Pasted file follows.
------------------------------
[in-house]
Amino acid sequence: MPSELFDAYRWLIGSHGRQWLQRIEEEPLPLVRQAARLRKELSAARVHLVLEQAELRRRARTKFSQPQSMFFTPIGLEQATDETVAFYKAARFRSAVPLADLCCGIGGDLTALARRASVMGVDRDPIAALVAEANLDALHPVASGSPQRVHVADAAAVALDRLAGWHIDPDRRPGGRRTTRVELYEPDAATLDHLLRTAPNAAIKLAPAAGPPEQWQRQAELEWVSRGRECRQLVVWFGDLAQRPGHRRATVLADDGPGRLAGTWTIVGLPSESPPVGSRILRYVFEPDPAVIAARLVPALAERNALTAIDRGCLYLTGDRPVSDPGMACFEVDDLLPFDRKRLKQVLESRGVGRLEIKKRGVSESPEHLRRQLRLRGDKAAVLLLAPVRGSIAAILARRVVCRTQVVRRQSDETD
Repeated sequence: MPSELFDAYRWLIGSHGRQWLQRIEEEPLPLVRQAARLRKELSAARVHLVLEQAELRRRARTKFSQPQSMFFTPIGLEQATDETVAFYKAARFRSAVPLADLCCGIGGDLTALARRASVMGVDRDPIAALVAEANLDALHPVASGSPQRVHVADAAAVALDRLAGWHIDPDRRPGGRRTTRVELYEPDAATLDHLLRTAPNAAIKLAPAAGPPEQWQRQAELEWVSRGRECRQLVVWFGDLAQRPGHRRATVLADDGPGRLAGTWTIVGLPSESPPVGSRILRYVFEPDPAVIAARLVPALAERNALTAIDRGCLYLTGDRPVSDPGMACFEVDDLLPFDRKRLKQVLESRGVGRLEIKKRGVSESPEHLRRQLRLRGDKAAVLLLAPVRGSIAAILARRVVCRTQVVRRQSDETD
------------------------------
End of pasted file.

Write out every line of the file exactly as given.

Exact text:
[in-house]
Amino acid sequence: MPSELFDAYRWLIGSHGRQWLQRIEEEPLPLVRQAARLRKELSAARVHLVLEQAELRRRARTKFSQPQSMFFTPIGLEQATDETVAFYKAARFRSAVPLADLCCGIGGDLTALARRASVMGVDRDPIAALVAEANLDALHPVASGSPQRVHVADAAAVALDRLAGWHIDPDRRPGGRRTTRVELYEPDAATLDHLLRTAPNAAIKLAPAAGPPEQWQRQAELEWVSRGRECRQLVVWFGDLAQRPGHRRATVLADDGPGRLAGTWTIVGLPSESPPVGSRILRYVFEPDPAVIAARLVPALAERNALTAIDRGCLYLTGDRPVSDPGMACFEVDDLLPFDRKRLKQVLESRGVGRLEIKKRGVSESPEHLRRQLRLRGDKAAVLLLAPVRGSIAAILARRVVCRTQVVRRQSDETD
Repeated sequence: MPSELFDAYRWLIGSHGRQWLQRIEEEPLPLVRQAARLRKELSAARVHLVLEQAELRRRARTKFSQPQSMFFTPIGLEQATDETVAFYKAARFRSAVPLADLCCGIGGDLTALARRASVMGVDRDPIAALVAEANLDALHPVASGSPQRVHVADAAAVALDRLAGWHIDPDRRPGGRRTTRVELYEPDAATLDHLLRTAPNAAIKLAPAAGPPEQWQRQAELEWVSRGRECRQLVVWFGDLAQRPGHRRATVLADDGPGRLAGTWTIVGLPSESPPVGSRILRYVFEPDPAVIAARLVPALAERNALTAIDRGCLYLTGDRPVSDPGMACFEVDDLLPFDRKRLKQVLESRGVGRLEIKKRGVSESPEHLRRQLRLRGDKAAVLLLAPVRGSIAAILARRVVCRTQVVRRQSDETD